Gade was asked if he would serve in the administration as a political appointee, and Gade said that of course he accepted.

“This president deserves to have people around him who are good people, who serve the Constitution, and who are loyal to the Constitution, and that’s what I did,” Gade said as he was met with a big round of applause from the crowd. 

Gade then left the Trump administration in 2019 to take a professor position at American University, but once again, his desire to serve was not over.

“When the opportunity to run for office came, I jumped on it, and I thought, you know, this is a chance to serve the Constitution.”

Gade then said this election was about keeping the president’s great economy going, fighting for pro-life values, fighting for religious freedoms, and lots more conservative values. Gade then told the crowd that that the left has gone “completely insane” within the last year and they have chosen to fight now and embrace all the policies that he claims were there the whole time but are now in the open. 

One policy he mentioned was defunding the police, which has been a hot topic discussed across the country. For Gade, he believes that policy is a disaster waiting to happen. 

“If there is a more absurd, evil public policy idea than defunding the police, I don’t know what it is. There are some that are pretty bad, but that is a bad one,” Gade said.

He had challenged Warner about that topic in a debate they recently had about why he defunded the police by $50 million when he was governor at the time. Warner said he did not support defunding the police at the debate.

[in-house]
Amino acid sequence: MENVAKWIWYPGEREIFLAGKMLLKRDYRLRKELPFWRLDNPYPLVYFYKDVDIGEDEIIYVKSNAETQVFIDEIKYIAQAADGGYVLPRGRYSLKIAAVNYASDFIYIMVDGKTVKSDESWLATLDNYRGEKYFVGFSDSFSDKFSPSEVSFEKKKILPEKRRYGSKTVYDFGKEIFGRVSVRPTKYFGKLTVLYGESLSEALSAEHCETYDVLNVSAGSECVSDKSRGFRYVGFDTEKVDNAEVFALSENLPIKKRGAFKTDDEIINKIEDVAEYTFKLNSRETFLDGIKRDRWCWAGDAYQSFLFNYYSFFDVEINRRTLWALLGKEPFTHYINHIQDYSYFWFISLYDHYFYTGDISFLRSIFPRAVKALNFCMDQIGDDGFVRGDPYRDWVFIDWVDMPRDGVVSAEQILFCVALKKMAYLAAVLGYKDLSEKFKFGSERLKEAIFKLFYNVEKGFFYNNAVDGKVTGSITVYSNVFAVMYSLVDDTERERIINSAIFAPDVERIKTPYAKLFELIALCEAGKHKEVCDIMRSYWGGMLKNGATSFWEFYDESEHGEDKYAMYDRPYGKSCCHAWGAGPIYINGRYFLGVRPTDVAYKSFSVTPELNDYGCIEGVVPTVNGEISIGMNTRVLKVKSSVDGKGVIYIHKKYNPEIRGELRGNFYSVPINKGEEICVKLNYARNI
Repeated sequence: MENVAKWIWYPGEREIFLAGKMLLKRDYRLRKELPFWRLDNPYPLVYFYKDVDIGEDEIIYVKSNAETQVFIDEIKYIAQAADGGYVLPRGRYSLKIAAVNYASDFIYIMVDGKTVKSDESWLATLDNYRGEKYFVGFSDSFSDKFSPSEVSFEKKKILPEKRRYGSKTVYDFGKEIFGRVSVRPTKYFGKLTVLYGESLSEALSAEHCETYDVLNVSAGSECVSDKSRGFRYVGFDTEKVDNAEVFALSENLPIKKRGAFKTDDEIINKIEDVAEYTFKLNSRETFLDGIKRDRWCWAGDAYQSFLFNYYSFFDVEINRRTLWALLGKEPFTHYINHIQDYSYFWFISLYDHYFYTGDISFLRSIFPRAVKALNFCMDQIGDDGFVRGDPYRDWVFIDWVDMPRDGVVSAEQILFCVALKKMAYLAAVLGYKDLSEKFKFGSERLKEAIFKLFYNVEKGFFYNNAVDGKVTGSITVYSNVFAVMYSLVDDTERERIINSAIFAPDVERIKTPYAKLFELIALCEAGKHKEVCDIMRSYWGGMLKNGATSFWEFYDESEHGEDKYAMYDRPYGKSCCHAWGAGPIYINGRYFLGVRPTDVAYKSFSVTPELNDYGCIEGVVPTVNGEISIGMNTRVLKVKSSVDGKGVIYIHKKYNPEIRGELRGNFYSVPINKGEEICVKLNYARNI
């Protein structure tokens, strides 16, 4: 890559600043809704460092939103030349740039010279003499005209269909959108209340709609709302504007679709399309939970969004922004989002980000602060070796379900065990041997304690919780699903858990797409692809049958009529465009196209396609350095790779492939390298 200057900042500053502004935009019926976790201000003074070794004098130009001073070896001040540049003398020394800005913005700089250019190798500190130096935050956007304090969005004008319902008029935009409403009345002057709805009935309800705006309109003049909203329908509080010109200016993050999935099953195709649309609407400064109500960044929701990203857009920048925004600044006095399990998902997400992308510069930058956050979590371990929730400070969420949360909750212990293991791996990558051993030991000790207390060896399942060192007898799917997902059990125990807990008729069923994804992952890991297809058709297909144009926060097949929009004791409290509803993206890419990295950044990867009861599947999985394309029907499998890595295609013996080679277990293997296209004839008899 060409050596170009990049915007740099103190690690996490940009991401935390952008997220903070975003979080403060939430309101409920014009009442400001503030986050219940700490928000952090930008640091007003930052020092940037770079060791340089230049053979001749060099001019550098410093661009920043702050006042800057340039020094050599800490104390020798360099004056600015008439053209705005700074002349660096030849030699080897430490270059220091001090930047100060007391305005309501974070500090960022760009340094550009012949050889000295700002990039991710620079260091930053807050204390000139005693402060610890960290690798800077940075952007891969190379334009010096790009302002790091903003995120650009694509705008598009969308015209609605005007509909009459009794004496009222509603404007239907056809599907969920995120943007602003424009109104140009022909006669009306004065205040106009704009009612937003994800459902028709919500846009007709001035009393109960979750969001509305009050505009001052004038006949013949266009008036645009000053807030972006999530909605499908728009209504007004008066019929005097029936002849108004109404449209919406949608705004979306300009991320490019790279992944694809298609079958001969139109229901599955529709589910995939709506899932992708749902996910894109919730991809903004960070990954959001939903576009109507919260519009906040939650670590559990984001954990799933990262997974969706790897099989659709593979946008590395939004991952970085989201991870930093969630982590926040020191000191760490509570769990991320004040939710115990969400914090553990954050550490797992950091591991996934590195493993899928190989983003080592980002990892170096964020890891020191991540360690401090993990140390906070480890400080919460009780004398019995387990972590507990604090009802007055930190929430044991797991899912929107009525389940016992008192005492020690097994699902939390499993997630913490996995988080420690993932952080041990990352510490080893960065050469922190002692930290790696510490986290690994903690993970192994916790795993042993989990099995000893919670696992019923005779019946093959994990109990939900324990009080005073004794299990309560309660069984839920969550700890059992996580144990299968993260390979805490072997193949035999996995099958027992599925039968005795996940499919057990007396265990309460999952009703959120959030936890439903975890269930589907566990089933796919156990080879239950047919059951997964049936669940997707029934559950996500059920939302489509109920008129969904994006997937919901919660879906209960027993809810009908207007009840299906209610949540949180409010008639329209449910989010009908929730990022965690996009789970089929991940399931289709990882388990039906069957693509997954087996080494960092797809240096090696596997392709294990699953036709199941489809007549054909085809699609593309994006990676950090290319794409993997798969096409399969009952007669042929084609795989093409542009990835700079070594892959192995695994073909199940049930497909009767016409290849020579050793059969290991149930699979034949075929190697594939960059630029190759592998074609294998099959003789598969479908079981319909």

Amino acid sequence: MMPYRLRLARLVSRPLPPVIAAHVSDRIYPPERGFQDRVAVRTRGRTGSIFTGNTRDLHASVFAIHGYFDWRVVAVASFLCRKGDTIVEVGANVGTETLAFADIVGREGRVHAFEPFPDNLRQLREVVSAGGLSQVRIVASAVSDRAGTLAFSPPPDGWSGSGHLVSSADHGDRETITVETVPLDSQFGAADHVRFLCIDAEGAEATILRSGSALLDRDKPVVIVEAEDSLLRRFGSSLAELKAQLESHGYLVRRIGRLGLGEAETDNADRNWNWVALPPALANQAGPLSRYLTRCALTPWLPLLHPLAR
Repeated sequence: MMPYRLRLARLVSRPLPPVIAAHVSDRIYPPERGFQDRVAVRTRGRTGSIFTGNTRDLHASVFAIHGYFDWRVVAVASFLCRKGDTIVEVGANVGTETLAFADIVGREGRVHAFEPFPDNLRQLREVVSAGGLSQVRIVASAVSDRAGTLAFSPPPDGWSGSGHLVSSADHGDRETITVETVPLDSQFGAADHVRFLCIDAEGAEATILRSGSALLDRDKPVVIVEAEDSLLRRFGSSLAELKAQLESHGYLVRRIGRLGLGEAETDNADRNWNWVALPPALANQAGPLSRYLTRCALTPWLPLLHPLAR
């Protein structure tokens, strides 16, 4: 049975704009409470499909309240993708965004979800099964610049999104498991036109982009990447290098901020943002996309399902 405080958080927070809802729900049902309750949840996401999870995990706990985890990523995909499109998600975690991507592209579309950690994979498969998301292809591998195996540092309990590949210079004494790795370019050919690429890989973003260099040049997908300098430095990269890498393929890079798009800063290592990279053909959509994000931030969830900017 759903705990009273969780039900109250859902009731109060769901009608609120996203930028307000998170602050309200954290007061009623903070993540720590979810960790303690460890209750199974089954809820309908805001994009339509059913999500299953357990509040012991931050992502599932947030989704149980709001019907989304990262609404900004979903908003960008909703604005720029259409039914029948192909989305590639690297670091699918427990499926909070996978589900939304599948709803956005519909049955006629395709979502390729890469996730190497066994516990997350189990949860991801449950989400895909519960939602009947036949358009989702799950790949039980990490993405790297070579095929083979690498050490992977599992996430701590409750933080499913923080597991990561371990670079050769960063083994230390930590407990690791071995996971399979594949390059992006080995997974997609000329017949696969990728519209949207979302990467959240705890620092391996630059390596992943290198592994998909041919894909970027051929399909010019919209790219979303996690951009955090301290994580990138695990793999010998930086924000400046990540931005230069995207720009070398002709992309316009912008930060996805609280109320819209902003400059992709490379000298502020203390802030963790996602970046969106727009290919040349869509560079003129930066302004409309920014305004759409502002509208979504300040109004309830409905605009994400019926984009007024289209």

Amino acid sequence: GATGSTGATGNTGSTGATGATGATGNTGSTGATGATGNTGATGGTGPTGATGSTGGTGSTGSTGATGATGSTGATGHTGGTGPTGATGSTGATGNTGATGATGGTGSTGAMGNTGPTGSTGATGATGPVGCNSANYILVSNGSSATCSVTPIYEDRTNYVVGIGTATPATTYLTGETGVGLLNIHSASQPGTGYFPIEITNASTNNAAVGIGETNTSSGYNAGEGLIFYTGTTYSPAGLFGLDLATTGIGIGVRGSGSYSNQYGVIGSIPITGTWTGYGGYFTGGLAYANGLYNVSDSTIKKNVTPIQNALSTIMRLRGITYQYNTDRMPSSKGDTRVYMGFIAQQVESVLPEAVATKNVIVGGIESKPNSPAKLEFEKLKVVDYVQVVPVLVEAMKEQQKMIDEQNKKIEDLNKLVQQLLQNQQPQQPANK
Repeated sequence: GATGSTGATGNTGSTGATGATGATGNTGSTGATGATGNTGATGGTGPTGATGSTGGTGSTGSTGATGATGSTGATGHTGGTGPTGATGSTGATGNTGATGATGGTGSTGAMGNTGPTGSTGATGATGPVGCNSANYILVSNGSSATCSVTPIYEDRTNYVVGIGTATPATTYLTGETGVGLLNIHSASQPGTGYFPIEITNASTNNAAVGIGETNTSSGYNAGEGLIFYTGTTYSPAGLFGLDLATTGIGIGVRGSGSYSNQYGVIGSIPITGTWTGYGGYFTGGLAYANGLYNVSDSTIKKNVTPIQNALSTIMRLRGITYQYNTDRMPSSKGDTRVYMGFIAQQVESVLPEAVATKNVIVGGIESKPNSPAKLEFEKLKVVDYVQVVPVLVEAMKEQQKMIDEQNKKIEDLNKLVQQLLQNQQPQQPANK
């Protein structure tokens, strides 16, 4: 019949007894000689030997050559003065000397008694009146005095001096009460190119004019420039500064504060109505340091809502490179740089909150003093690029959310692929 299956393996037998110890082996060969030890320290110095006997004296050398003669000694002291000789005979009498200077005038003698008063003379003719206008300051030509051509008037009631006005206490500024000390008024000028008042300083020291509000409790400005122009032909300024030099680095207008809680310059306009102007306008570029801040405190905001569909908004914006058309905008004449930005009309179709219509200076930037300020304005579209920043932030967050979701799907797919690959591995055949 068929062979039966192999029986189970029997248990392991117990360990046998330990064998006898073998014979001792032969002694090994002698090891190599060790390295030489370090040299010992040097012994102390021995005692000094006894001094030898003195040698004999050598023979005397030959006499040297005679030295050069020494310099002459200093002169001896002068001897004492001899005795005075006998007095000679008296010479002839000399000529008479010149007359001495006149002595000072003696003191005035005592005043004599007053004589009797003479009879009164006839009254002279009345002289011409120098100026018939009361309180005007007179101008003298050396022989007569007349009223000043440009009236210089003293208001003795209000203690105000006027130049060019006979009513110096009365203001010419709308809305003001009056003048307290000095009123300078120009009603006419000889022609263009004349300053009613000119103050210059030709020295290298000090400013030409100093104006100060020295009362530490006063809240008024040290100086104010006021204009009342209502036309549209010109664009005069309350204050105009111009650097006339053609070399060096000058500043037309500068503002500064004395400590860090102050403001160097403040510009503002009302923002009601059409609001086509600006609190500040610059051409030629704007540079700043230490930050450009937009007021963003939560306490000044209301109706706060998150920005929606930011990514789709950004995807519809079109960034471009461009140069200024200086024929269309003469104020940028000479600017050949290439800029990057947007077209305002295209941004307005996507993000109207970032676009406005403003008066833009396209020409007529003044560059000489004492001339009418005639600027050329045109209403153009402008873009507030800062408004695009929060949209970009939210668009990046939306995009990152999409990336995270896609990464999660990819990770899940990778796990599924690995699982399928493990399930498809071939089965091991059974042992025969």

Gade also said that the left wants to go “full socialist left” and wants to “centralize power” in D.C.

He mentioned that Virginians have to fight now and can’t take the back seat in this important election. He commented that he has met people on the campaign trail who said they had friends who decided to move from Virginia because they feel “it can’t be won” and relocate to a more conservative state like South Carolina or Tennessee.

“To them I say we fight right now, people, we fight right now, and let’s do it together,” Gade said. “We can win this race. And I honestly and truly believe that when the people of the Commonwealth of Virginia go into the voting booth, whether it’s tomorrow or Nov. 3, when they look at the ballot, they’re going to have a choice. And we need to let them know what their choices are in the Senate race. Their choices are career politician vs. career servant.”

Gade also claimed that the message of voting for a politician or servant has “resonated” throughout the Commonwealth, according to polls done by his campaign. He said the latest polls his campaign has done has shown that Gade has cut the deficit to single digits, with Warner holding a nine-point lead. 

He also mentioned that when his campaign polls independents, they usually “come to his side” when they hear about his bio in a 2:1 ratio.

“This is a winnable race y’all,” Gade said. “I can win this race, and I can send Mark Warner packing with your help.”

Read more stories in the current issue of the Smith Mountain Eagle newspaper. Pick up a copy or subscribe at www.smithmountaineagle.com/subscriber_services to view articles in the print and/or e-edition version.